Ganpatipule is primarily a Vegetarian’s delight due to many eateries serving authentic Konkani Brahmin style cuisine. Bhau Joshi’s Khanawal serves good Thalipeeth, Bharli Wangi, Shrikhand and Solkadi whereas Hotel Durvankur’s Shivanandan restaurant serves good Kaju Usal, Modak and Aamras, Kharvas. Hotel Annapurna on the main road also serves good vegetarian fare. There are cold-drink and ice cream parlours on the main road. Kokam Sherbet is a must try at any of the stalls or hotels.
There’s nothing special to shop at Ganpatipule except for the typical Konkan mewa and products made out of it. The Kelkar Udyog Samuha runs a supermarket in the ground floor of their hotel Durvankur. Pickles, Kokam Agal, Kokam Sherbet, slabs made from sundried pulp of Mango and Jackfruit, Mango Barfi, and Mango Pulp is worth buying.
Excursions around Ganpatipule
Fort Jaigad – is 20 Kms north of Ganpatipule on the confluence of the Tavsal creek and the Arabian ocean. It was a surveillance fort built by the Maratha’s to keep monitor movement of ships in the Tavsal creek. The area around the fort is fast losing its rustic charm due to industrial development.
Ratnagiri – Ratnagiri is a city and district headquarters. There are many places to see in and around Ratnagiri. Some popular places typically a part of tour operator’s itinerary are
Patit Pavan Mandir – is a temple of Shri Laxminarayan and in its precincts also has a memorial of the great freedom fighter Veer Savarkar. Tourists visit to the memorial to pay homage to Veer Savarkar.
Lokmanya Tilak Memorial – Ratnagiri is the birth place of Lokmanya Bal Gangadhar Tilak, who had played a phenomenal role in India’s freedom struggle. One must surely visit the memorial of Bal Gangadhar Tilak at Tilak Ali for paying homage to this gallant freedom fighter who proclaimed to the British that ‘Freedom is my birth right and I shall have it’.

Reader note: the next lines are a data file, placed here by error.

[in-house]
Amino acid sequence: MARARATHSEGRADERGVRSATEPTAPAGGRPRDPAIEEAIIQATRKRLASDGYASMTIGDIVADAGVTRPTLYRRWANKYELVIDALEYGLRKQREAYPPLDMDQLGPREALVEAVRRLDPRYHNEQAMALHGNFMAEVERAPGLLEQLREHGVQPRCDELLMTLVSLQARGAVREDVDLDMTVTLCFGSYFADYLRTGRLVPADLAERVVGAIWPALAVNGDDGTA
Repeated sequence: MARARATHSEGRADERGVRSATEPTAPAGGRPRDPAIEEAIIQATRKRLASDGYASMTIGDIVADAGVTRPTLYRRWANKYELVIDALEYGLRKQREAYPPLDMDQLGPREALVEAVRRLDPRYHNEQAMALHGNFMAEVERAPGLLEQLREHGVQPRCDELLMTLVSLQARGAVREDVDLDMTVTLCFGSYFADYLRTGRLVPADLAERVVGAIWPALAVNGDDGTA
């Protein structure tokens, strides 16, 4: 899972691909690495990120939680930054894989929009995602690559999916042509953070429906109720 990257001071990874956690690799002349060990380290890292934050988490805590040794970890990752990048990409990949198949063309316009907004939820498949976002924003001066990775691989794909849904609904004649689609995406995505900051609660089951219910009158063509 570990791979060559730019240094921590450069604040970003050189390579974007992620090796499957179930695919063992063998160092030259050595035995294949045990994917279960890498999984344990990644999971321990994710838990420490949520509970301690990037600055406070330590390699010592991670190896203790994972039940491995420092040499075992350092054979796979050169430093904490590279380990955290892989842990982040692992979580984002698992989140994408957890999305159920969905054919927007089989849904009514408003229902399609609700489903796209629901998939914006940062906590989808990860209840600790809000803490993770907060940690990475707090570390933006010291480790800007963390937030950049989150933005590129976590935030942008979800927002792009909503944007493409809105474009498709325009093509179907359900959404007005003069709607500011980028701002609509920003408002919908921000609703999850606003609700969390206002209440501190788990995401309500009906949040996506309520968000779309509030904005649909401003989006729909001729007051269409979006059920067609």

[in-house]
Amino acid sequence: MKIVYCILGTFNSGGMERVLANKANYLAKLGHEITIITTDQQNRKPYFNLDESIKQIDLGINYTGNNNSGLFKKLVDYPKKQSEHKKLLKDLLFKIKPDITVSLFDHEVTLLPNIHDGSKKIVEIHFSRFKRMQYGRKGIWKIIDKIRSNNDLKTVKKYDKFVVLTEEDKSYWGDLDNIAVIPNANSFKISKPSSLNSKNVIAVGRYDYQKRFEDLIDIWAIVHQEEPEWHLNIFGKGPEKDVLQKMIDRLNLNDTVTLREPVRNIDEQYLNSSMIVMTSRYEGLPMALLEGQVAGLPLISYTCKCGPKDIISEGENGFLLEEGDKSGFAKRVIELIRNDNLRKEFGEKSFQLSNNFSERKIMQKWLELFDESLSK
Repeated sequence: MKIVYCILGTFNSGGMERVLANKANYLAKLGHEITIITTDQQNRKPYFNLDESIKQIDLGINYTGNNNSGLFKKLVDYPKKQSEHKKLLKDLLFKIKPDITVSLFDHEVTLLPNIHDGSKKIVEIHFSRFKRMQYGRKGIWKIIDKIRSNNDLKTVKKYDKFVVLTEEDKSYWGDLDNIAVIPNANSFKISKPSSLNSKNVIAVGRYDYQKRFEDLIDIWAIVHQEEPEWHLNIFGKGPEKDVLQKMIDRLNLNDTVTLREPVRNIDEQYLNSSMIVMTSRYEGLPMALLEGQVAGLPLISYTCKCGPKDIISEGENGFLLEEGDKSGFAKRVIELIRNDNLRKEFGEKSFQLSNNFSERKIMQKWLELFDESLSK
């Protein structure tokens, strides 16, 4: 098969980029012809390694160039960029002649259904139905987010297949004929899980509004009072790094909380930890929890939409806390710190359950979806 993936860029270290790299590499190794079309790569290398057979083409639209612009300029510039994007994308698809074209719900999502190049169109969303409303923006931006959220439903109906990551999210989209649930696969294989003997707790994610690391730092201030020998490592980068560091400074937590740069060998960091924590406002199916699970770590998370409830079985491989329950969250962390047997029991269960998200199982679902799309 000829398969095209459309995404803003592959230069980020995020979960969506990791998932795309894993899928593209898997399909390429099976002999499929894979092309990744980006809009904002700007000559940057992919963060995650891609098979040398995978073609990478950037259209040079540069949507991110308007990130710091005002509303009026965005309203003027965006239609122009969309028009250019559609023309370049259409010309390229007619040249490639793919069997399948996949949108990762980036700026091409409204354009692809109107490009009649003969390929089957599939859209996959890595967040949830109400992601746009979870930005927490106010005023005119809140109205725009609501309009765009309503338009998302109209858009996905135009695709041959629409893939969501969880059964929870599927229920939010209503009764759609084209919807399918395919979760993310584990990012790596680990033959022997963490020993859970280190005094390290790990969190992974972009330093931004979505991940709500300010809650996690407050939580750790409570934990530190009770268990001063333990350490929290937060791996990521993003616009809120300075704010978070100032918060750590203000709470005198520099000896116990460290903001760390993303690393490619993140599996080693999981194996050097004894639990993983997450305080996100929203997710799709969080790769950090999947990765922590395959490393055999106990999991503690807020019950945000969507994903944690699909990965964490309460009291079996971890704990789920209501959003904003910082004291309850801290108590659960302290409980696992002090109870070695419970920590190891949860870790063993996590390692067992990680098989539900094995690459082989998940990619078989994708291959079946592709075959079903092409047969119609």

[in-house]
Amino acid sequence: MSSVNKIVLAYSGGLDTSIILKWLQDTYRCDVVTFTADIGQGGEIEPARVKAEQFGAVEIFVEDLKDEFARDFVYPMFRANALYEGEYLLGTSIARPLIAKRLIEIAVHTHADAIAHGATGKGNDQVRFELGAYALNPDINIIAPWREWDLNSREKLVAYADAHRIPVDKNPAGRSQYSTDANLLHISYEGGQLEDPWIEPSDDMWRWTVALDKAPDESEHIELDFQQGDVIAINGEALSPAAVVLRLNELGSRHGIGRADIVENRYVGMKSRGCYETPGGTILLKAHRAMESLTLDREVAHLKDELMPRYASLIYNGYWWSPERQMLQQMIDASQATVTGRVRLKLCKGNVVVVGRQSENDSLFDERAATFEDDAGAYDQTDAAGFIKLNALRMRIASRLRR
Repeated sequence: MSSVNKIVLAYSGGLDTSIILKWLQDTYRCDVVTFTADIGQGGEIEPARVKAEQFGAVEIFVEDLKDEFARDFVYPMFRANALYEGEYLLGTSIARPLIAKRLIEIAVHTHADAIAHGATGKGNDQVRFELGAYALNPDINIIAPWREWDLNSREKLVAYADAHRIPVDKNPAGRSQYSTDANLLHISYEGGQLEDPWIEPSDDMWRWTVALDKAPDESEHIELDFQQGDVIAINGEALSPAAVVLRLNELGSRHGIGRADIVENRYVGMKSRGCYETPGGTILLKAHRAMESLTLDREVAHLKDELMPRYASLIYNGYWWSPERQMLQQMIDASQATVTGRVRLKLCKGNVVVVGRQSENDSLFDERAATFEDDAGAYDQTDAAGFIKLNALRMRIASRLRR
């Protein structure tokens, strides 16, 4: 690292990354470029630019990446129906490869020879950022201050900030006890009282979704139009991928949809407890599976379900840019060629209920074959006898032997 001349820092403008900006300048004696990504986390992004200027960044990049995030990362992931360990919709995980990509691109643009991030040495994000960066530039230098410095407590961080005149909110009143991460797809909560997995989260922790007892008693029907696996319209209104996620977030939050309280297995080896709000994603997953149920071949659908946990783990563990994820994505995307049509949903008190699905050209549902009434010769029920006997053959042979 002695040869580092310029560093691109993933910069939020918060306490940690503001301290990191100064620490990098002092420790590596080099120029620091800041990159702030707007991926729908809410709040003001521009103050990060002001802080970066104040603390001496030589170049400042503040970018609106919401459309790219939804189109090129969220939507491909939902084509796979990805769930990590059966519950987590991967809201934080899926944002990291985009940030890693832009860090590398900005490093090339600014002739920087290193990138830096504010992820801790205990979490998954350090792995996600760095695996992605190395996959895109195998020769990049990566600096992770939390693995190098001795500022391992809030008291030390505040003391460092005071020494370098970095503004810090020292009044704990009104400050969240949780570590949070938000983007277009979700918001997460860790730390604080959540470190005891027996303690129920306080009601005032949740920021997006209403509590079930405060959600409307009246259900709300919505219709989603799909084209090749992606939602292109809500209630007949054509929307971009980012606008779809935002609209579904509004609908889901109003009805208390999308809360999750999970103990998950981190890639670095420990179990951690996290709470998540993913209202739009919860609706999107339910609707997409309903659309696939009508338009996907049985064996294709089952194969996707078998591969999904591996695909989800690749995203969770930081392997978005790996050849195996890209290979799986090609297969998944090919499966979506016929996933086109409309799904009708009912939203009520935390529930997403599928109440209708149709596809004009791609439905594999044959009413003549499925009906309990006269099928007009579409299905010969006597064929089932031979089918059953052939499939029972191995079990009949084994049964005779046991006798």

Ratnadurg Fort – The majestic Ratnadurg Fort with Bhagwati Devi temple is also a place not to be missed. There’s a beautiful temple of goddess Bhagwati atop the fort. One can see spectacular views of Ratnagiri Jetty and the area around from the fort.
Aquarium – The aquarium of Ratnagiri has a huge skeleton of a shark and showcases variety of marine life like octopus and marine turtles. A visit to the aquarium imparts good knowledge of the marine ecosystem.
Thibaw Palace – is on the outskirts of Ratnagiri, the palace was built by the British as an exile for the dethroned King of Burma (now Myanmar). A small museum showcases the belongings of the King and few artefacts.
Bhate Beach – Down south of Ratnagiri, after crossing the creek called ‘Bhatyachi Khadi’ on the road to Pawas is a surreal beach with Golden sands which command a stopover.
Pawas – 20 Kms down south of Ratnagiri is a pilgrimage destination known for the ashram of the 20th century saint and reformer Swami Swaroopananda. The calm and blissful atmosphere in the precincts of the ashram situated amidst a dense forest is a divine experience. One can shop for Mangoes and Konkan mewa at the Desai Agro farm shop outside the ashram.
Marleshwar Shiva Temple – 40 Kms south east of Ratnagiri on the road to Kolhapur in the Sahyadris atop a hill is a cave which is the Shiva temple of Marleshwar. The cave is full of venomous snakes but never harm pilgrims visiting the cave temple. The waterfall near the Marleshwar cave is an enchanting experience.
Ratnagiri is blessed with the bounty of nature and is popular worldwide for its delicious Hapoos (Alphonso) Mangoes and Cashews. One can also opt to stay at Ratnagiri. Being a city, it has many hotels and resorts. Some swanky resorts in Ratnagiri are the Kohinoor Samudra Beach resort and Ratnasagar beach resort on the Bhate beach.
Rajesh Deshpande © 2012